So, I've been reading through the psalms. Well, not reading, per say. Listening. I like listening to Krista Tippet's public radio show as a podcast. I will own this; that as a millennial, I like to be able to listen to what I want, when I want. So podcasts. Any rate, I had gone way back and downloaded her interview with Bobby McFerrin. Before anybody gives me crap about liking Bobby McFerrin, I will say that he was raised Episcopalian, so I will claim him in mock denominational pride. I also found out that he was discerning a call to the priesthood and monasticism in his twenties, along with his call to music (he could have easily done all three, but that's another matter...). My point in all this backstory is that McFerrin suggested something I found interesting.
He admitted that every morning he gets up and reads the psalms. He said that every couple months he goes clear through the Book of Psalms. He treats it as a spiritual discipline, along with improvisation, which I also found very cool. And he suggested that it might be a good spiritual practice for others, too. So I tried it
It was very serendipitous for me because I had been looking for a way to be more intentional about my workouts (no matter how strange you find that statement, please bear with me. I will explain how this goes together). I had a new smartphone and, at this point in time, I had recently found out the password to the wifi guest network at the YMCA. So there it was. On suggestion of Bobby McFerrin, I began to stream audio files of the psalms using my Bible Gateway app. That one even gave me a choice of translations to listen to!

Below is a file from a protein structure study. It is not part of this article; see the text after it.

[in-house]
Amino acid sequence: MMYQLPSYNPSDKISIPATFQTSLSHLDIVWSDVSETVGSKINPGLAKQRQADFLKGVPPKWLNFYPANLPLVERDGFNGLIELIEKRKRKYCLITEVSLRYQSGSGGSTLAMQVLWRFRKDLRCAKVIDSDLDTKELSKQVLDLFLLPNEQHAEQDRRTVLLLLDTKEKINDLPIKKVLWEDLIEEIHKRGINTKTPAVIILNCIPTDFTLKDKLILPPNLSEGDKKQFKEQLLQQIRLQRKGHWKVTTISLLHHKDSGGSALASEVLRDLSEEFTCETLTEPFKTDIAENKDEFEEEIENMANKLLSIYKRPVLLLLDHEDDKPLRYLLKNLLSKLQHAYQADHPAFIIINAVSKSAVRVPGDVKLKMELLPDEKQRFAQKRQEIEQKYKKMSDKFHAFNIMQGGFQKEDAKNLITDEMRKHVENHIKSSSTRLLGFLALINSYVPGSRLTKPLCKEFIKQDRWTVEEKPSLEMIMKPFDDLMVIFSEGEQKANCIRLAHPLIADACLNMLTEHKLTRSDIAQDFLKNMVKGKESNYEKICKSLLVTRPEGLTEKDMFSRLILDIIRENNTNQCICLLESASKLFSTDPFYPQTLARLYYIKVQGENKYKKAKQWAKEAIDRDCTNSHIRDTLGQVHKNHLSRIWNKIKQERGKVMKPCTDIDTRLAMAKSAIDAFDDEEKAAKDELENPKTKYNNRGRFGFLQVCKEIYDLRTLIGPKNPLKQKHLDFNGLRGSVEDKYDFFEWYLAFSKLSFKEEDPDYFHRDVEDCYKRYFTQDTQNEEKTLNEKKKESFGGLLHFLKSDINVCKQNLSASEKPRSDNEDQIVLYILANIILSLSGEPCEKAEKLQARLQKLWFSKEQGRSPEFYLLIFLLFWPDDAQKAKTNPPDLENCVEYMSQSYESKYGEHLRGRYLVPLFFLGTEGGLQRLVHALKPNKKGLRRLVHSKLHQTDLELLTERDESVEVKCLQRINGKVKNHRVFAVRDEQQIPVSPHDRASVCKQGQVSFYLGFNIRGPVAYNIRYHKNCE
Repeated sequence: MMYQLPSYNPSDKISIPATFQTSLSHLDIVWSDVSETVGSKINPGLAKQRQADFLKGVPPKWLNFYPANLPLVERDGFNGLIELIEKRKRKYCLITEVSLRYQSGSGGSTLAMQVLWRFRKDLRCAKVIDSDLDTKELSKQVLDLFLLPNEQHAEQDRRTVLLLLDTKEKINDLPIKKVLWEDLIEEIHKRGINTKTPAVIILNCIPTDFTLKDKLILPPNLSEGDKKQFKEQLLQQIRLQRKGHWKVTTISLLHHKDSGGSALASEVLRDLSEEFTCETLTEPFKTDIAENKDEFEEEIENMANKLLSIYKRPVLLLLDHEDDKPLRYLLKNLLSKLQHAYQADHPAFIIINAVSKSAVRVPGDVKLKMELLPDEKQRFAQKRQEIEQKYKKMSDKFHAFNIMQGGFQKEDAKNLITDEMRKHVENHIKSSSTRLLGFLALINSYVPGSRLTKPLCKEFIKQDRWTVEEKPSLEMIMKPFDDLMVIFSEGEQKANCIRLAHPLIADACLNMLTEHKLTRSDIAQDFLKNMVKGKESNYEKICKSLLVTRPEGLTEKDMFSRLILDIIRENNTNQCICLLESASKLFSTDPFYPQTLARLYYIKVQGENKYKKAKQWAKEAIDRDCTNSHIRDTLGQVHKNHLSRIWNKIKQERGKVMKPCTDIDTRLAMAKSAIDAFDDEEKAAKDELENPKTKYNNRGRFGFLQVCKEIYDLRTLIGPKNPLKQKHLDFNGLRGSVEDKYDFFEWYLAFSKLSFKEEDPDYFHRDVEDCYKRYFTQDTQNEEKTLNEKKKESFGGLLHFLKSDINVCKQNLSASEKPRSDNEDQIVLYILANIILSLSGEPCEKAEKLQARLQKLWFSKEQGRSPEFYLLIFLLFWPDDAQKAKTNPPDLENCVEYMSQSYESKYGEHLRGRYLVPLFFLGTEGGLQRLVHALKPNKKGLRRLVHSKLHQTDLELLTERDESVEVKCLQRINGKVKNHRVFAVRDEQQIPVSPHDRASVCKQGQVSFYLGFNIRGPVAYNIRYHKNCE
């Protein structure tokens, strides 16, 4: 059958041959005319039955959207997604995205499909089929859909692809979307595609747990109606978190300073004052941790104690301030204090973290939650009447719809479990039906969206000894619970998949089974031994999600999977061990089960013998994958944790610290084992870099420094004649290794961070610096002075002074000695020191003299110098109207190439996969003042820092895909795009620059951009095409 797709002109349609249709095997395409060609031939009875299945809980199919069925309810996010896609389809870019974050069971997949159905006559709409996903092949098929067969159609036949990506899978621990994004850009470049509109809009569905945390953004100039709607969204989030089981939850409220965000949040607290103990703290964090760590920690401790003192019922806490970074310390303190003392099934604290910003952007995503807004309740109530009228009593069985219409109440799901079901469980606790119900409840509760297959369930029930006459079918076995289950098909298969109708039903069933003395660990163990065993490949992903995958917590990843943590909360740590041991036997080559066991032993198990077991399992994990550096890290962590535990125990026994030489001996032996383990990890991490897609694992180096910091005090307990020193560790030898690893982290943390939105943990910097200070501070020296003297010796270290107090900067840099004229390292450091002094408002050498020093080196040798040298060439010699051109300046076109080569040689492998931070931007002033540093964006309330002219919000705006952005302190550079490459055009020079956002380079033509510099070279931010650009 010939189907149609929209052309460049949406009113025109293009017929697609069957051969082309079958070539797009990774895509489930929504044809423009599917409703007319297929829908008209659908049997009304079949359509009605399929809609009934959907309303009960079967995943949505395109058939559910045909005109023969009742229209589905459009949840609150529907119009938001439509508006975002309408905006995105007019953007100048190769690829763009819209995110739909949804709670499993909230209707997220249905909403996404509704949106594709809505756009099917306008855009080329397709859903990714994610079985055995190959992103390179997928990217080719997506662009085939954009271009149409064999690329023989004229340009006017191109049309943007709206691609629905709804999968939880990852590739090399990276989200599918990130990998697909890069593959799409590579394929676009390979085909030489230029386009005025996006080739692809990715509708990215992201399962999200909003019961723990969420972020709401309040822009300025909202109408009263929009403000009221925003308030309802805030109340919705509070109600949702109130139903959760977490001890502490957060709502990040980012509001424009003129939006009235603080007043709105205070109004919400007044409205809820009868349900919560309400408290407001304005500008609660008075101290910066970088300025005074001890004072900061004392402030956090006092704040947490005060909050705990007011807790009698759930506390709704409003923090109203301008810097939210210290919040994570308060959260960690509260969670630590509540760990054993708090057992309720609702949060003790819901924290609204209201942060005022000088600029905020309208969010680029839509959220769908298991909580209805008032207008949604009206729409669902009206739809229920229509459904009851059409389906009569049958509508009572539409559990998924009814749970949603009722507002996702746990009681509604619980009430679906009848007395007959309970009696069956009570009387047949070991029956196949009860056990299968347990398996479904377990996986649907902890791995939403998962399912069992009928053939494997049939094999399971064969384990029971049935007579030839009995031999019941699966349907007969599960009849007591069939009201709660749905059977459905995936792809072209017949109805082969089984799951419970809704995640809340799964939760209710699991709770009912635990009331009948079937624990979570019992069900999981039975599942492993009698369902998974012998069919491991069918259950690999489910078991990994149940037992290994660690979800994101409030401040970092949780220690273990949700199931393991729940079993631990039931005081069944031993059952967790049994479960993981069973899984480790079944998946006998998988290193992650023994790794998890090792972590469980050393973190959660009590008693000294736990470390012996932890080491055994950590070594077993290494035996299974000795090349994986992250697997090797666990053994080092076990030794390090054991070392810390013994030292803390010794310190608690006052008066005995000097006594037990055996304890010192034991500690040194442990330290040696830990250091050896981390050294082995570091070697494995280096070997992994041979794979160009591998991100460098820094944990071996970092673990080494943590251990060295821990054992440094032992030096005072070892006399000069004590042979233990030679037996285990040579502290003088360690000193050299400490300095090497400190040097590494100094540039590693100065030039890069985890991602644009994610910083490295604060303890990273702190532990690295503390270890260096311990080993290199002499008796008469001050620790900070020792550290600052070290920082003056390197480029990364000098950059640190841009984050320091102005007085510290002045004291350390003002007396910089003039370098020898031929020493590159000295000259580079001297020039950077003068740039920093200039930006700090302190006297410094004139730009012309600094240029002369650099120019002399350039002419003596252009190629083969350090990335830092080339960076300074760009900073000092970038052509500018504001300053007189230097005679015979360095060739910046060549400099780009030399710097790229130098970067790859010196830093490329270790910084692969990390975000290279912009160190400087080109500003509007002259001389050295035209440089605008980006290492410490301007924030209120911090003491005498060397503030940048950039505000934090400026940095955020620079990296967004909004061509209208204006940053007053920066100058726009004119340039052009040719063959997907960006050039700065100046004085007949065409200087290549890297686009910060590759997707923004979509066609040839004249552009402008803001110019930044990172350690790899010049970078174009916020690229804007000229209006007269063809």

Now, at this point, it may be good to explain what I mean when I say "I was looking for intentionality."
I have not often been one to work out, only looking to get ripped. I started working out about the same time that I quit smoking in college. I figured that it would be helpful to quit one habit and pick up another. Point is, in order to deal with the pain of this new "running" thing I was putting my self through, I found that I could meditate on a word or phrase, turning it over in my mind and examining it, letting it shed light in gradients of meaning. Often this word or phrase was something that stuck with me from church.
Well, as I grew stronger and more confident, I began taking on more and more physical challenges. I would agree to projects or helping out with tasks that I would have felt I was not fit for before until I found myself in charge of maintenance for Thunderhead Episcopal Camp in South Dakota. Let me tell you, I have never moved so many bunks and picnic tables in my life.
After our youth camp sessions were done, it was my task to put a weather stain on each of the decks attached to the cabins. It was a time consuming, mind numbing task. I desperately needed something to keep my mind occupied so that I wouldn't go insane. So I began reading the daily office and lectionary each morning before starting my work. I was thankful for this time of prayer and scripture because I was able to take from it a word or phrase and turn it over and over, like I had when I had started running.
The description that came to mind was the Benedictine tradition of ora et labora, prayer and work because that was what I found myself doing, becoming intentional about reading God's Word, offering my prayers and then meditating on it all as I worked. And so this is what I mean when I say I wanted intentionality to my workouts. I wanted a way to better incorporate something churchy into my workouts, since the work I put myself through reminded me so much of the work that I found myself managing while I worked at camp. Finding a way to attend to god's word was appealing. And the smartphone, the wifi, and the suggestion to read through the psalms came together nicely. And like the Benedictines, I thought it would be nice to have the word read to me. To heed the small voice that speaks to me.